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Atlantic Yards/Pacific Park graphic: what's built/what's coming + FAQ (pinned post)

For first Nets game with fans, arena entrance on Dean Street, lots of protocols--and more people paid to be there than paying

Photos taken by a neighbor for AY/PP Report
So, for the first time since the pandemic closed the building to fans, the Brooklyn Nets welcomed 300 fans last night to the Barclays Center--a "soft opening," given that they'll be at the allowed 10%, or 1,773 after the All-Star Break--and no major snags were reported. (The Nets extended their winning streak to seven games.)

Fans used the Dean Street entrance exclusively, with an entrance tent to offer rapid COVID-19 tests and by necessity, commandeering some of the public sidewalk for those waiting and for TV interviews. 

Presumably a larger crowd will require an even larger tent over the arena plaza--and warmer weather. The plaza last night was blocked off with fencing, while arena staffers directed game visitors around the corner, as shown in the photo at right.

 

The Daily News's Dennis Young wrote What it was like for Nets fans in their first game back at Barclays, noting that the Nets didn't disclose ticket prices--though after the All-Star break they'll start at $150--but one fan paid $12,000 for a 19-game package.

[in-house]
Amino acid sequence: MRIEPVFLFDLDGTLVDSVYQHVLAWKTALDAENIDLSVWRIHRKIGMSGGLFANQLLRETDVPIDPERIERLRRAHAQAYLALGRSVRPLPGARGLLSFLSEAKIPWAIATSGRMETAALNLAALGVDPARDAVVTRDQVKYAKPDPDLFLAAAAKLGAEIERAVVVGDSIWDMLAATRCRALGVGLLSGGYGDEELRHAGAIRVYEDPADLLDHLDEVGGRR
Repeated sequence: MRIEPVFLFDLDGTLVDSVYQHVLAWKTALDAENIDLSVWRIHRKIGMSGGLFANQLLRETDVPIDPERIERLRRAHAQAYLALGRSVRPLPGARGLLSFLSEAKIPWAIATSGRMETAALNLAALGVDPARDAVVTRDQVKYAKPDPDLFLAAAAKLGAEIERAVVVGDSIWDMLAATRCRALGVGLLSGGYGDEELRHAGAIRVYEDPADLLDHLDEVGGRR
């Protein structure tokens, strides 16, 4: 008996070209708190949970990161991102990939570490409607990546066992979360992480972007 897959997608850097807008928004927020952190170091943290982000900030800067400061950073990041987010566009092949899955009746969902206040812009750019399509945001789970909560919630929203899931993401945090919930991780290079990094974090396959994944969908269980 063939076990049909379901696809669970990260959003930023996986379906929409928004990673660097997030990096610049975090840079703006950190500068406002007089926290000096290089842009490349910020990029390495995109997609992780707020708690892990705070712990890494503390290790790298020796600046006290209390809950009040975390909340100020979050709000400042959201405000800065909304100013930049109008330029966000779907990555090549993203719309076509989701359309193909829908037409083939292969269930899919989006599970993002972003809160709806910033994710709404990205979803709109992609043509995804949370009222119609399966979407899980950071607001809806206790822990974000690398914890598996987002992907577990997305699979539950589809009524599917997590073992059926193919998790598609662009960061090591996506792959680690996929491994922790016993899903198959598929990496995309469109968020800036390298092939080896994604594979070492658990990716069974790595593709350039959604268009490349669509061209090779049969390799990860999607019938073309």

Young counted about 120 fans sitting in the stands and courtside--in those new seating arrangements--with the rest in suites, and noted that "people who were paid to be there still easily outnumbered people who were paying to be there," with pumped-in crowd noise and drummers drowning out the latter.

As shown at the right, the tent took most of that Dean Street frontage.

AY down the memory hole

From the Daily News:
Most fans who spoke to the Daily News were happy with their experience. Michelle Gall, 43, was honored by the franchise during the game for her work with the program Digital Girl Inc.  
“It was so much fun, music, people, yes, all of that,” Gall said. “It seemed like the players were happy to have us back.” Gall is a Brooklyn native and Bed-Stuy resident. “I grew up here when this was nothing but grass,” she said of the area around Barclays, where construction began in 2010. “Every time I walk by here I can’t believe this is what Brooklyn has come to, from what it used to be.”
Hm, it was never "nothing but grass"--try buildings, public streets, some empty lots, and a below-grade railyard--though there was grass along the railyard, and still is. But Atlantic Yards goes down the memory hole.


As the New York Post put it:
Many of the socially distanced seats come with free food and non-alcoholic beverages to be served by staffers wearing protective gear. This includes new group-seating areas positioned on platforms featuring couches, tables and other accessories set up to resemble a luxury living room — all while surrounded with plexiglass, arena officials said.
NY 1 quoted arena/team CEO John Abbamondi regarding new group seating areas surrounded by plexiglass:
"We realized, with reduced capacity in a very large building, it gave us the opportunity to create new seating products that we normally wouldn’t have if we had a full building and so we have been referring to these as our living rooms,” added Abbamondi.
Concessions stands will be closed, but food can be ordered from seats. It will be packaged and delivered by arena staff.

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